About this Plan
Troublemaker. Radio control pattern plane.
Note photo of completed Troublemaker model (by dave_anderson) was found online at https://www.rcuniverse.com/forum/classic-rc-patt...
Note this plan file is derived from the scan posted by Lowrider1960 on RCGroups (see datafile). This here is the same plan, after cleanup [see pic 004].
Update 09/10/2020: Added kit review from Flying Models, April 1974, thanks to RFJ.
Quote: "A Trade Woinds Special review: J&J's 'Trouble Maker' by Frank Tiano.
Tony Bonetti designed a fine R/C Pattern Ship, J&J Products put it into kit form and here Frank Tiano checks out the result.
After knocking around for a number of years in this wonderful hobby of ours, flying anything from 10 cent gliders to full house radio control, I finally decided that R/C was where it was at for me and this is where I would concentrate the bulk of my interests. To date, I've never been disappointed with that decision. I have, however, been most disappointed with the quality of some of the kits on the market that I foolishly pur-chased without first consulting someone who had built and flown that particular model before. Anyway, in the process of looking for a good pattern ship (not one that looked like everyone elses), someone recommended Tony Bonetti's Trouble Maker. J&J Industries, 3415 Sunset Ave, Wanamassa, New Jersey, manufactures the kit which sells for $59.95 but a thorough search of many hobby shops couldn't produce one. It seems that the demand was greater than the supply, and with the shortage of good quality balsa wood lately, even J&J couldn't supply one immediately. After putting through a couple of calls to J&J and pleading with a guy named Tex, I finally received my Trouble Maker.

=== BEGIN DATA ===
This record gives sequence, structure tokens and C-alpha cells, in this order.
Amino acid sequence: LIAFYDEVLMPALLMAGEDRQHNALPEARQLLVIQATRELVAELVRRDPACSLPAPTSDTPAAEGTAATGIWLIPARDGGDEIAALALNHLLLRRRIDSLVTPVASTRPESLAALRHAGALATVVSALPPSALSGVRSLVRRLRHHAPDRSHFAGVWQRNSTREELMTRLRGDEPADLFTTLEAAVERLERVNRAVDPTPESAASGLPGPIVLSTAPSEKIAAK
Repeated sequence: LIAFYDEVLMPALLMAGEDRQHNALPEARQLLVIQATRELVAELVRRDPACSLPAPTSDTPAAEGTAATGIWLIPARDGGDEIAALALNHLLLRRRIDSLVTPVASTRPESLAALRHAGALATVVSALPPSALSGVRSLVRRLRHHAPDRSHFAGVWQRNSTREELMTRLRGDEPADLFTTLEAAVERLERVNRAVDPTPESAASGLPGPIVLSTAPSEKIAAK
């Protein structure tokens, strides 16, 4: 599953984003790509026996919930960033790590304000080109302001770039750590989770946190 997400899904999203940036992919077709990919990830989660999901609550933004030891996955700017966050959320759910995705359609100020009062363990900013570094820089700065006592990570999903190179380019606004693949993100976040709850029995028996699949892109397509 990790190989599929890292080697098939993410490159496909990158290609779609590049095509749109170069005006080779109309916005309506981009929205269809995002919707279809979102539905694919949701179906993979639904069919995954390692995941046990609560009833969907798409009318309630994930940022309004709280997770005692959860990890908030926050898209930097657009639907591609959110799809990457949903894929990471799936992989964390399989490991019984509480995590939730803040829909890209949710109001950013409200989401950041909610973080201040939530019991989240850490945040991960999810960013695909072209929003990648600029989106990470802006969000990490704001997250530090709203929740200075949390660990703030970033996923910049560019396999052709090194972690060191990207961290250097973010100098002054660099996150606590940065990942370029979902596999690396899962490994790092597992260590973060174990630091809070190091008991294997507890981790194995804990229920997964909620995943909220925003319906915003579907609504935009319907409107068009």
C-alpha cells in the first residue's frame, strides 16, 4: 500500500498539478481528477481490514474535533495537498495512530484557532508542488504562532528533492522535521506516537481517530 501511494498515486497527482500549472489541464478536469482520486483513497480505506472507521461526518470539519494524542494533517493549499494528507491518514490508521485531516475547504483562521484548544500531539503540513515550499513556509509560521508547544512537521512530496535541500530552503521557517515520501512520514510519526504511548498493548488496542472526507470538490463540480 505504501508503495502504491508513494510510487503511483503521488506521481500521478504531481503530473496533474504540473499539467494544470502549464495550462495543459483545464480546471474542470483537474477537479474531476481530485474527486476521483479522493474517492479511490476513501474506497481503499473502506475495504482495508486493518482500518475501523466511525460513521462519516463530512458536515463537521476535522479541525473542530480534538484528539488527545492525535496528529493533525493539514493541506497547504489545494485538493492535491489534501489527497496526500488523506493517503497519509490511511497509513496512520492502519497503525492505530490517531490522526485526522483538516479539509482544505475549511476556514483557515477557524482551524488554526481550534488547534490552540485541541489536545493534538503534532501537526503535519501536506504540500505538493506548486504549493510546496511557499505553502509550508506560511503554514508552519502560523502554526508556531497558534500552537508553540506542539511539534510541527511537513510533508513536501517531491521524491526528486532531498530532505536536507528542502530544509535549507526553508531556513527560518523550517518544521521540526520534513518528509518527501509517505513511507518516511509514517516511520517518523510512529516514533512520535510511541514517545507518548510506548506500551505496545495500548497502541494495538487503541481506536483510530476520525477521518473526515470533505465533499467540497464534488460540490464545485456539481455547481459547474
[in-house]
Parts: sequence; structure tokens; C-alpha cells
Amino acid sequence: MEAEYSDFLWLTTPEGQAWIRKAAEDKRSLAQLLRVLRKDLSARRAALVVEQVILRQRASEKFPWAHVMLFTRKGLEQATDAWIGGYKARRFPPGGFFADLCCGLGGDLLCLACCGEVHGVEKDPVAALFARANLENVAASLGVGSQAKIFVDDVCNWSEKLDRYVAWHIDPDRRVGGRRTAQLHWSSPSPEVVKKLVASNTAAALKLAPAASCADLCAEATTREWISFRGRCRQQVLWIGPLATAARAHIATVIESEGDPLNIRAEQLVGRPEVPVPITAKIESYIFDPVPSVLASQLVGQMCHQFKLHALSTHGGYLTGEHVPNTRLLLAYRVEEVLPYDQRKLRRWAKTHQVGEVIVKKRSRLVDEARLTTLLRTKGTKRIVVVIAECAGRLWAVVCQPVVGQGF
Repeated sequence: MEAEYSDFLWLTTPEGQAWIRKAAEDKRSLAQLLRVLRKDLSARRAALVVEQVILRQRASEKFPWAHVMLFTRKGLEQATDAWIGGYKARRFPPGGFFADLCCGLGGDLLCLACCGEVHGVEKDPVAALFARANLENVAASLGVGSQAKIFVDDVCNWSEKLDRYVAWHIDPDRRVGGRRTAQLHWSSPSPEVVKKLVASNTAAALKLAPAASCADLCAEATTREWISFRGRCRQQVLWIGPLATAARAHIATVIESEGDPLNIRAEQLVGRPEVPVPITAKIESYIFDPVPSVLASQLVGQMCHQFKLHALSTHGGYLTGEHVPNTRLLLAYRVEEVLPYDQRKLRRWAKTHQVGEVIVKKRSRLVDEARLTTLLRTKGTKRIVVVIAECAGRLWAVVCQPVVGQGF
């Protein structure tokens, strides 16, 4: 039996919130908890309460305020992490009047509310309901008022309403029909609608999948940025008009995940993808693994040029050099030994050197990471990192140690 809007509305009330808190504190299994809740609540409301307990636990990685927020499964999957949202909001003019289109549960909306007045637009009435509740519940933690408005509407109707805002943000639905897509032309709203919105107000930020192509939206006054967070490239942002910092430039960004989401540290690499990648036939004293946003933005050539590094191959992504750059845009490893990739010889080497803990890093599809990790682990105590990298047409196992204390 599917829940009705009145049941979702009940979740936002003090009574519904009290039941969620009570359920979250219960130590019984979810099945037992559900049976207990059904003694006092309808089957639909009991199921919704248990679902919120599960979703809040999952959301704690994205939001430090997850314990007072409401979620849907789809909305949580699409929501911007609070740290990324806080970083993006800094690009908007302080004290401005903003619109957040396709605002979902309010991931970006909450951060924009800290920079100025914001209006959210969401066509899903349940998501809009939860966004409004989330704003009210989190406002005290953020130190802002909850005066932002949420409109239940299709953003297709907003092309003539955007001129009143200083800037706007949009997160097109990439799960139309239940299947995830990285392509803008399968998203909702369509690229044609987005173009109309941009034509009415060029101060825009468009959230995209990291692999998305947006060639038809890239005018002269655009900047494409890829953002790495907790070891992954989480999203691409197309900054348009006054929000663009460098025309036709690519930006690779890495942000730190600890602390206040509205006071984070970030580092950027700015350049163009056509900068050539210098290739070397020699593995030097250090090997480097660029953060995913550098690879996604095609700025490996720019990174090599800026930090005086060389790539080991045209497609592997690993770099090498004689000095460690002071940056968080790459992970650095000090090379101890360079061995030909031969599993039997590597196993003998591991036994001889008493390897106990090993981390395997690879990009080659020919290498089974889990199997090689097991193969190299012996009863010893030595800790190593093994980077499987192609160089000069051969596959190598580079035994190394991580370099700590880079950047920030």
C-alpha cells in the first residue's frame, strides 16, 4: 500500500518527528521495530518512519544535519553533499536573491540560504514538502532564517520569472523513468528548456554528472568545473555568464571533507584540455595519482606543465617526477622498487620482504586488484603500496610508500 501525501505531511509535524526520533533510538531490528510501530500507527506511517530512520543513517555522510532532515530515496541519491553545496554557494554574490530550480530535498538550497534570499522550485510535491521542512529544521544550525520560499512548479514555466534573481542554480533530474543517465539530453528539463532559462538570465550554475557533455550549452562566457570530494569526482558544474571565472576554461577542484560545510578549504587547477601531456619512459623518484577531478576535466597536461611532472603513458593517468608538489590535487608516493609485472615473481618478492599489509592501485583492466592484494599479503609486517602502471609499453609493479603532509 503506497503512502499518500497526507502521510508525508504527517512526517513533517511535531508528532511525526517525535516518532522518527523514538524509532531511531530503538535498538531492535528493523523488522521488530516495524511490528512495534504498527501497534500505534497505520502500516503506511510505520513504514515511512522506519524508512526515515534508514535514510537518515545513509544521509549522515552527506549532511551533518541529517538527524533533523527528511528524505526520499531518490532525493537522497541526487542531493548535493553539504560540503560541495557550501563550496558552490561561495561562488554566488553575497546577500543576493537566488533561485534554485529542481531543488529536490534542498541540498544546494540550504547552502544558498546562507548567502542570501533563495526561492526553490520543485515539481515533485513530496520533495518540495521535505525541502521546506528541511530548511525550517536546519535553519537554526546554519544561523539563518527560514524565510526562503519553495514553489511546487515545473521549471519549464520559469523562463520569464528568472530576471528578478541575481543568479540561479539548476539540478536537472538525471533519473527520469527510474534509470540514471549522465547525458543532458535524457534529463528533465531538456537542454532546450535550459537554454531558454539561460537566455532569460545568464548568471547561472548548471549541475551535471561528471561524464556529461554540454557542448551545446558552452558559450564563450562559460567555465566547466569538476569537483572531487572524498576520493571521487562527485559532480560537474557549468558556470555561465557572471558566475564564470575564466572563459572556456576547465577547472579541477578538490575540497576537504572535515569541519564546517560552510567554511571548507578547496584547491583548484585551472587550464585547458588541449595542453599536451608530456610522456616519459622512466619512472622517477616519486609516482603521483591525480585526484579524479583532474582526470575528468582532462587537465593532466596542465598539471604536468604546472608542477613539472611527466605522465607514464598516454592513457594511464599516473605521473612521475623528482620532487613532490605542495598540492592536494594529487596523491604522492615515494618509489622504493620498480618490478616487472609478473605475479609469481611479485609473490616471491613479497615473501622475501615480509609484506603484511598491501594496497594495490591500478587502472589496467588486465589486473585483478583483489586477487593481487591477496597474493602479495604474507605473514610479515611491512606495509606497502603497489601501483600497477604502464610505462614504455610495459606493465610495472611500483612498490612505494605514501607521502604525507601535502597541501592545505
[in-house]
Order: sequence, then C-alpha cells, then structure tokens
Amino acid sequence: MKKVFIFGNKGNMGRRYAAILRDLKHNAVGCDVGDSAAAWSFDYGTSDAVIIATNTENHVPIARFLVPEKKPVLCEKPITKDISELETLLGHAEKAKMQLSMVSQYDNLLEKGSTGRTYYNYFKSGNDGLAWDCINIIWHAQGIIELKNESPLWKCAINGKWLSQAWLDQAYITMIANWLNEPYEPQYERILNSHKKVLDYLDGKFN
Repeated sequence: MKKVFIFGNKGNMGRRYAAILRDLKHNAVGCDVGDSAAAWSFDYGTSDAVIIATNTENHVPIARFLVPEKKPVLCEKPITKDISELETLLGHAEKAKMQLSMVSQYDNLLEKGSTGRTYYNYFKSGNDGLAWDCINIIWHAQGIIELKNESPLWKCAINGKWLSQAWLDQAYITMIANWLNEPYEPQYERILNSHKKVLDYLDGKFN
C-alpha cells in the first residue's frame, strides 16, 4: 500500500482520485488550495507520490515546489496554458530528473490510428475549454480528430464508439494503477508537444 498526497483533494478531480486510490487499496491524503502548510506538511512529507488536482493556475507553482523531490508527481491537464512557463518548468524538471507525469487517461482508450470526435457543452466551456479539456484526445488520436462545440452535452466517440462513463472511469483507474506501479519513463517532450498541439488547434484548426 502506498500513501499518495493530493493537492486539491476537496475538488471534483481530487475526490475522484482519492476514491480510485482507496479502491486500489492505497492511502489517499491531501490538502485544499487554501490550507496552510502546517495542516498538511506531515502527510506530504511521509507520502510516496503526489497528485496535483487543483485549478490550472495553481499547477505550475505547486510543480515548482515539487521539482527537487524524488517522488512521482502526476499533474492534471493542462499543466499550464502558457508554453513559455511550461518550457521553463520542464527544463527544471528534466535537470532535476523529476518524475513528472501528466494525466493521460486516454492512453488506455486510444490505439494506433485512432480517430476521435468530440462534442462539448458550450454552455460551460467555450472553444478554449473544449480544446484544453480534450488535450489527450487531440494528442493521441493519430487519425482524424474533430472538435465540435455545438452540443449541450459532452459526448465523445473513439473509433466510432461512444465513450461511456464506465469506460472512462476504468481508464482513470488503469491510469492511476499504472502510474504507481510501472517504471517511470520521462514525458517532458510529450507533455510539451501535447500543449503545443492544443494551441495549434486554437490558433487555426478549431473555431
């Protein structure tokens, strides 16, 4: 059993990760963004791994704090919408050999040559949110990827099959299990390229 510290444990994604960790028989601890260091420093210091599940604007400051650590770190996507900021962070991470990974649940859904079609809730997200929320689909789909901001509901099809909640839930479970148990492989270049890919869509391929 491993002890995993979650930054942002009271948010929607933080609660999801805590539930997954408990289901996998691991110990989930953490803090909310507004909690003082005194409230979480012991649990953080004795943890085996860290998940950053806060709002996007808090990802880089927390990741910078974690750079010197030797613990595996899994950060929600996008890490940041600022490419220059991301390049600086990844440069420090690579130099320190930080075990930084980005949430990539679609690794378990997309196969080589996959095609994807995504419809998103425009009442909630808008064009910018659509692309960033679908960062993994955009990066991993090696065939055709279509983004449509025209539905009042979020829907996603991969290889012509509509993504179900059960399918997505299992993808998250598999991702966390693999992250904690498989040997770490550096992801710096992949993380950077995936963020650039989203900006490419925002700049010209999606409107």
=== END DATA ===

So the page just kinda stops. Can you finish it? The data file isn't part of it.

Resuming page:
From the minute my grubby little fingers opened the lid of that box, I knew that I had made another favorable decision. It was well worth the wait since the kit showed no evidence of poor balsawood. The die-cutting was of excellent quality and the general appearance of the kit was one of neatness and professionalism. The bulkheads are bandsawed. There is a complete hardware package, as well as landing gear blocks, gears, and a lot of other small items that you sometimes have to purchase separately on other kits. The plans and instructions are clear enough that even a dummy like me can read and understand them.